Jeb Bush Debuts One-Man Presidential Campaign Tragedy Play In Black Box Theater

As the performance’s climax approaches, audience members say a crazed Bush regresses into early childhood, frantically pantomiming a game of patty-cake with himself as he spells out the words “please clap.”
As the performance’s climax approaches, audience members say a crazed Bush regresses into early childhood, frantically pantomiming a game of patty-cake with himself as he spells out the words “please clap.”

CORAL GABLES, FL—In an attempt to tell the story of his failed candidacy in his own words, former Florida governor Jeb Bush has rented out a local black box theater and debuted a one-man show that chronicles the tragedy of his 2016 presidential campaign, sources reported Thursday.

According to those in attendance opening night, the two-act solo piece, entitled Jeb? (Or: The Rise And Fall Of An Honest, Consensus-Building Conservative), traces the 64-year-old’s path from well-heeled Republican frontrunner to presidential also-ran in a 150-minute performance that features monologues, character vignettes, musical interludes, and a 10-minute interpretive dance sequence in which Bush starts out as an egg and then goes on to reenact his childhood.

Clad in a black T-shirt and black jeans, the onetime White House hopeful reportedly moves barefoot across the stage, which, apart from a single lectern, is completely empty.


“Why, you might not think it to look at me now, but there was a time when people expected big things from me—though I don’t suppose you’d want to hear about that, would you?” Bush wonders aloud during an early scene, speaking as an elderly version of himself and hobbling downstage with a cane in his hand. “Well, believe it or not, I once stood before a crowd of cheering people who were awfully excited to hear me say, ‘I’m a candidate for president of the United States of America.’”

“Here I am now—it’s June 2015, I’m in Miami, and I’ve just announced my campaign,” continues Bush, mimicking the roar of the crowd as he mimes shaking supporters’ hands and kissing babies. “Yessir, I had the whole world on a string: I’d come up with a strong message about jobs and immigration, and folks had given my Super PAC more than a hundred million bucks. My friends and I thought the future was just waiting for us to reach out and grab it. My God, we were so naïve! Standing before all those bright lights and flashing cameras, I had gone blind.”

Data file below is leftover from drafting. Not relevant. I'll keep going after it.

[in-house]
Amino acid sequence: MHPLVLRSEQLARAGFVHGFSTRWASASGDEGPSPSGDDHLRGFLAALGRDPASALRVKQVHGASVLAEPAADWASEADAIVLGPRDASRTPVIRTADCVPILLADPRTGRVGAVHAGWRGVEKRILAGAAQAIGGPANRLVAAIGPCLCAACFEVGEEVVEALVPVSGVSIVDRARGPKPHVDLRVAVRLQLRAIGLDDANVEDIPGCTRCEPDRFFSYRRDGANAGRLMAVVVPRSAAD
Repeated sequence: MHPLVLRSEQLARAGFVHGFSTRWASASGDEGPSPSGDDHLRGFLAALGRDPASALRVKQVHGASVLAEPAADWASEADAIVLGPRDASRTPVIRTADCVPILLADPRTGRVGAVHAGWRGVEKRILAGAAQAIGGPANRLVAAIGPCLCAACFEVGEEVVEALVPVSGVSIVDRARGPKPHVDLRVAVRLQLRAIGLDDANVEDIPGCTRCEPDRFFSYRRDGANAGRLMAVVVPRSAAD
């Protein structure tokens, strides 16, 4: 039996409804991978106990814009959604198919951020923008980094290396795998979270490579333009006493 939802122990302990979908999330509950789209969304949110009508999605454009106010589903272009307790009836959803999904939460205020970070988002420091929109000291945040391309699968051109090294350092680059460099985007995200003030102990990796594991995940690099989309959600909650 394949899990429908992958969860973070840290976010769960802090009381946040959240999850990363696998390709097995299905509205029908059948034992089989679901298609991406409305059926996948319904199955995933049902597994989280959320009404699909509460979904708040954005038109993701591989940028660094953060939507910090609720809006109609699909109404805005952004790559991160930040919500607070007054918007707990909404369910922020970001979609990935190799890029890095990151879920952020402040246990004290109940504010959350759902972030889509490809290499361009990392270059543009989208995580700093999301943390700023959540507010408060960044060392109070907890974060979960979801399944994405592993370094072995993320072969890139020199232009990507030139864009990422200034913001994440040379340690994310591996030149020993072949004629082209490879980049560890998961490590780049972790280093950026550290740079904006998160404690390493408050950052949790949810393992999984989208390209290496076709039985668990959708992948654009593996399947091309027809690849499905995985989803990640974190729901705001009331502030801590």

Theater patrons confirmed that the show, which runs three nights a week through Dec. 20 at the Gables Playhouse Upstairs Stage, includes a monologue in which candidate Bush, puffing out his chest, speaks confidently about how he will undo President Barack Obama’s policies. Soon, however, the stage lights begin rapidly flickering on and off, his words grow more and more confused, and he wanders out into the aisles of the theater mumbling incoherent syllables into the ears of audience members.

Another memorable scene reportedly finds Bush reenacting the third Republican presidential debate: slouching forward and affecting the Jersey dialect of Chris Christie, then smirking and taking on a sharp nasal tone to impersonate Ted Cruz. Sources said Bush quickly jumps from one part of the stage to another, cycling faster and faster through the personas of all 10 GOP candidates until the scene, like the debate itself, devolves into chaos.


Attendees noted that Bush saves his most damning portrayal for Donald Trump, ending each of his chief antagonist’s lines by whispering, “Lies, lies, lies.” As the Trump character berates him with insults, Bush slowly moves upstage, making himself smaller and smaller and eventually curling up into a fetal position.

“You’ve lost New Hampshire, you’ve lost Iowa, it all comes down to South Carolina,” Bush says in the play’s final moments, repeatedly shouting “South Carolina, here we come!” at the top of his lungs as he drags the lectern upstage and stands behind it. “The people have voted. The returns are in. Fourth place. A crushing, humiliating defeat. It’s all over. My journey has ended.”


“What a poison draught to swallow,” continues Bush, a spotlight slowly contracting until only his anguished face is visible as he falls to his knees and grasps frantically at his hair. “What a bitter pill. And why, why was I forsaken? What manner of country would bleed a man dry, suck the very marrow from his bones, then cast him aside like so many broken playthings? O, perfidy! O, pride! I’m sorry, big brother! I’m sorry, Father! And I’m sorry, Mr. Reagan—to you most of all. I feel the rushing tide of history leaving me to drown in its wake. Yet here, so close to the end, I also find the veil has been lifted, and I can see beyond to catch a glimpse of this nation’s future. Shall I tell you what I see? Oh, don’t ask it! For the vision in my mind’s eye is no shining city on a hill. No, I see only darkness. I see destruction. I see death. God bless America, and God help us all.”

Theater ushers confirmed a section of front-row seats that had been roped off and reserved for members of the Bush family remained empty throughout the performance.


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